The simplex method uses an approach that is very efficient. It does not compute the value of the objective function at every point, instead, it begins with a corner point of the feasibility region where all the main variables are zero and then systematically moves from corner point to corner point, while improving the value of the objective function at each stage. The process continues until the optimal solution is found.

To learn the simplex method, we try a rather unconventional approach. We first list the algorithm, and then work a problem. We justify the reasoning behind each step during the process. A thorough justification is beyond the scope of this course.

We start out with an example we solved in the last chapter by the graphical method. This will provide us with some insight into the simplex method and at the same time give us the chance to compare a few of the feasible solutions we obtained previously by the graphical method.

But first, we list the algorithm for the simplex method.

### THE SIMPLEX METHOD

1. Set up the problem.

That is, write the objective function and the constraints.

2. Convert the inequalities into equations.

This is done by adding one slack variable for each inequality.

3. Construct the initial simplex tableau.

Write the objective function as the bottom row.

4. The most negative entry in the bottom row identifies a column.
5. Calculate the quotients. The smallest quotient identifies a row. The element in the intersection of the column identified in step 4 and the row identified in this step is identified as the pivot element.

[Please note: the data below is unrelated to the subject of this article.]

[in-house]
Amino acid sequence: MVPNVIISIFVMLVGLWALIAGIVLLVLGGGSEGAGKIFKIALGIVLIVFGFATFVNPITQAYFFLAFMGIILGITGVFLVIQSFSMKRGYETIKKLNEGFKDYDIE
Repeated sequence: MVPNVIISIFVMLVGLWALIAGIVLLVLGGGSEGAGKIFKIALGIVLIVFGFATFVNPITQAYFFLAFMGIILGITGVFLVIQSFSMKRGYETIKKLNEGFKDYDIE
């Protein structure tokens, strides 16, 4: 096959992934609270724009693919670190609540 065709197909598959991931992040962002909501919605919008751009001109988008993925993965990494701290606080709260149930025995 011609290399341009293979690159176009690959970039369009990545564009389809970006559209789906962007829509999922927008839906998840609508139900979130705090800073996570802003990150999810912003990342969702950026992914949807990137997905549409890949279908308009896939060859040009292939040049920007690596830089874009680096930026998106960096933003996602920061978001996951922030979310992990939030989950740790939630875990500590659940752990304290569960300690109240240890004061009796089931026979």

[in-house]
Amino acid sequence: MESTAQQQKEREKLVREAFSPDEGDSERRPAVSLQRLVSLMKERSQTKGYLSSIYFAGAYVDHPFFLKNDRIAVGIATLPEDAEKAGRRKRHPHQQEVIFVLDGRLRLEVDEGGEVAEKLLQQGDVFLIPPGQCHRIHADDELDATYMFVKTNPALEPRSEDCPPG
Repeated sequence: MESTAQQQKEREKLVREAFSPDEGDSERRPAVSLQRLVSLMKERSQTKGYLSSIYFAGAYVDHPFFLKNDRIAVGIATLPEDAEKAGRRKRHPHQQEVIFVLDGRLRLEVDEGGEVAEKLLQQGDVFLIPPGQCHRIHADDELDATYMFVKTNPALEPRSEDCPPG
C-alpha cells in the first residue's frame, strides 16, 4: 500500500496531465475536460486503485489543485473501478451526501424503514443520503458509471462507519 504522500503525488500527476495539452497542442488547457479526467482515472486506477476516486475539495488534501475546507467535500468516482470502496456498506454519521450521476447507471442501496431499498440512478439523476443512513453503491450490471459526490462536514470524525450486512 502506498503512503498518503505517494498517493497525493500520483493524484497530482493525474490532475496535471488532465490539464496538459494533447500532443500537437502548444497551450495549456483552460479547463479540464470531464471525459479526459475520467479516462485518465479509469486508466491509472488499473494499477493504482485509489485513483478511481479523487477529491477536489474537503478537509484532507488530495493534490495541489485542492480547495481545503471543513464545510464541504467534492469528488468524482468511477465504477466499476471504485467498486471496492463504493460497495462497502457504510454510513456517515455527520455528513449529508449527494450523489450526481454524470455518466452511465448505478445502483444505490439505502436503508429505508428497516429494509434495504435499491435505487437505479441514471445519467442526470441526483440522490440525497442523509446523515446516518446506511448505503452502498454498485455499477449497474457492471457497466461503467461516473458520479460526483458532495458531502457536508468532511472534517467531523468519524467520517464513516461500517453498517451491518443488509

The quotients are computed by dividing the far right column by the identified column in step 4. A quotient that is a zero, or a negative number, or that has a zero in the denominator, is ignored.

6. Perform pivoting to make all other entries in this column zero.

This is done the same way as we did with the Gauss-Jordan method.

7. When there are no more negative entries in the bottom row, we are finished; otherwise, we start again from step 4.

Get the variables using the columns with 1 and 0s. All other variables are zero. The maximum value you are looking for appears in the bottom right hand corner.

And now, (Reference) we solved in (Reference).

### Example 2

#### Problem 1

Niki holds two part-time jobs, Job I and Job II. She never wants to work more than a total of 12 hours a week. She has determined that for every hour she works at Job I, she needs 2 hours of preparation time, and for every hour she works at Job II, she needs one hour of preparation time, and she cannot spend more than 16 hours for preparation. If she makes $40 an hour at Job I, and$30 an hour at Job II, how many hours should she work per week at each job to maximize her income?